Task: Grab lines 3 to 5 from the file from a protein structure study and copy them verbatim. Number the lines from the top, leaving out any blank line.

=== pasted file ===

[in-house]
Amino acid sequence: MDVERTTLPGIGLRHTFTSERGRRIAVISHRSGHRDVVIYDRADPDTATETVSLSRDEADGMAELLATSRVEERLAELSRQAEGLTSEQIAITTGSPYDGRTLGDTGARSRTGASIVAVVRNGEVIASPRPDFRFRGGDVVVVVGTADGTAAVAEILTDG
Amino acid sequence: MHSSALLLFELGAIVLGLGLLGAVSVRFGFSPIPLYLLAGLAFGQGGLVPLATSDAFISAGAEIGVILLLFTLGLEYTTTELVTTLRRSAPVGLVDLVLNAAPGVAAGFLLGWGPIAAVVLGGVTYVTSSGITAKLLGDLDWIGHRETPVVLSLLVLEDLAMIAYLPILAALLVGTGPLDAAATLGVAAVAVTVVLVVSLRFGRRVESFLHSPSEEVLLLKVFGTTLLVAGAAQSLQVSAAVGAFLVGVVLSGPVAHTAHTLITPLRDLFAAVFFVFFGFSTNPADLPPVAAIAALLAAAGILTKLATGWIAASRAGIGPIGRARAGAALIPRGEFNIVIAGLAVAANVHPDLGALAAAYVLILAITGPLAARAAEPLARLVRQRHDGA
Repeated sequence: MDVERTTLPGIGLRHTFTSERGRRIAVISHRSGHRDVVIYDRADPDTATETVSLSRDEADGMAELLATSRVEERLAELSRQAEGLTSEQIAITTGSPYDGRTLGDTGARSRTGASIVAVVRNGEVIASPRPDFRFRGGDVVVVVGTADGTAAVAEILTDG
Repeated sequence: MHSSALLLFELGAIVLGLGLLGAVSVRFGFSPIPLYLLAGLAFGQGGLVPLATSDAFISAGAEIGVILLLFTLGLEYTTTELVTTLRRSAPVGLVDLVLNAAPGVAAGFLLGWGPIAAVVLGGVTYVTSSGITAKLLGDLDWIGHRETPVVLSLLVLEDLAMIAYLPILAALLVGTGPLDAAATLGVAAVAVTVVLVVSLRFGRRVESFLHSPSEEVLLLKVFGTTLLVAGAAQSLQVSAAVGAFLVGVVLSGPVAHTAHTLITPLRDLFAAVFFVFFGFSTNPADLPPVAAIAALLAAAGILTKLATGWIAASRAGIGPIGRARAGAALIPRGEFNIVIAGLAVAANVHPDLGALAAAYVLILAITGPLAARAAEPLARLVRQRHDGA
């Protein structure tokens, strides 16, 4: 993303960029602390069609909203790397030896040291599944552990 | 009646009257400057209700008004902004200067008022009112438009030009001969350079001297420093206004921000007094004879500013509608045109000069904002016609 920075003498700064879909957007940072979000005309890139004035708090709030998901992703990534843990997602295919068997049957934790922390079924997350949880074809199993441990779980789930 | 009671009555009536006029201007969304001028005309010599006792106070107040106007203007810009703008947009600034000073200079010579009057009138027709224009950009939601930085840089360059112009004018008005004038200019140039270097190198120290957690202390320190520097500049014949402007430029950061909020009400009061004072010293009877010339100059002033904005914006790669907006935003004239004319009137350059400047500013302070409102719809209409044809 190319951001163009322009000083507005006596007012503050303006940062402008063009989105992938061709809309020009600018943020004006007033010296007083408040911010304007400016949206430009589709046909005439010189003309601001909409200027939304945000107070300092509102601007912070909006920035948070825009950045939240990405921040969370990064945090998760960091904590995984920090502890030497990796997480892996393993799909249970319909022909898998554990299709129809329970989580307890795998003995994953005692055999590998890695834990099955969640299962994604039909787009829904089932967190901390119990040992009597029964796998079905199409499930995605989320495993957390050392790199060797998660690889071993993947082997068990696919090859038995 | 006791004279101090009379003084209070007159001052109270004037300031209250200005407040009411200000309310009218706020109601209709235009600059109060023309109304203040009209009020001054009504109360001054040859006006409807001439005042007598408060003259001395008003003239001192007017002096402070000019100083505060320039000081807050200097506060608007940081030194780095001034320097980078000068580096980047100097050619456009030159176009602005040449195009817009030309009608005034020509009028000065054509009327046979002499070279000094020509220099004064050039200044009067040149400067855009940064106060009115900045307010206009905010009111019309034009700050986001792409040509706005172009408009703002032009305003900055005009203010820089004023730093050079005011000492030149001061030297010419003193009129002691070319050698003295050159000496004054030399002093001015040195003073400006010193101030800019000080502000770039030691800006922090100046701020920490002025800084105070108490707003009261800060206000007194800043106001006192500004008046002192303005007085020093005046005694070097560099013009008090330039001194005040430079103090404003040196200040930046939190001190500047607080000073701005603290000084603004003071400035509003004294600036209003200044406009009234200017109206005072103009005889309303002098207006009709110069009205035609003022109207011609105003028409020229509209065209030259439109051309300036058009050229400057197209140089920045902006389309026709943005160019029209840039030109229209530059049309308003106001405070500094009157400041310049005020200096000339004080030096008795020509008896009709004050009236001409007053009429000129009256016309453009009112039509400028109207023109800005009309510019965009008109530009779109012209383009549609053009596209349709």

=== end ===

Amino acid sequence: MHSSALLLFELGAIVLGLGLLGAVSVRFGFSPIPLYLLAGLAFGQGGLVPLATSDAFISAGAEIGVILLLFTLGLEYTTTELVTTLRRSAPVGLVDLVLNAAPGVAAGFLLGWGPIAAVVLGGVTYVTSSGITAKLLGDLDWIGHRETPVVLSLLVLEDLAMIAYLPILAALLVGTGPLDAAATLGVAAVAVTVVLVVSLRFGRRVESFLHSPSEEVLLLKVFGTTLLVAGAAQSLQVSAAVGAFLVGVVLSGPVAHTAHTLITPLRDLFAAVFFVFFGFSTNPADLPPVAAIAALLAAAGILTKLATGWIAASRAGIGPIGRARAGAALIPRGEFNIVIAGLAVAANVHPDLGALAAAYVLILAITGPLAARAAEPLARLVRQRHDGA
Repeated sequence: MDVERTTLPGIGLRHTFTSERGRRIAVISHRSGHRDVVIYDRADPDTATETVSLSRDEADGMAELLATSRVEERLAELSRQAEGLTSEQIAITTGSPYDGRTLGDTGARSRTGASIVAVVRNGEVIASPRPDFRFRGGDVVVVVGTADGTAAVAEILTDG
Repeated sequence: MHSSALLLFELGAIVLGLGLLGAVSVRFGFSPIPLYLLAGLAFGQGGLVPLATSDAFISAGAEIGVILLLFTLGLEYTTTELVTTLRRSAPVGLVDLVLNAAPGVAAGFLLGWGPIAAVVLGGVTYVTSSGITAKLLGDLDWIGHRETPVVLSLLVLEDLAMIAYLPILAALLVGTGPLDAAATLGVAAVAVTVVLVVSLRFGRRVESFLHSPSEEVLLLKVFGTTLLVAGAAQSLQVSAAVGAFLVGVVLSGPVAHTAHTLITPLRDLFAAVFFVFFGFSTNPADLPPVAAIAALLAAAGILTKLATGWIAASRAGIGPIGRARAGAALIPRGEFNIVIAGLAVAANVHPDLGALAAAYVLILAITGPLAARAAEPLARLVRQRHDGA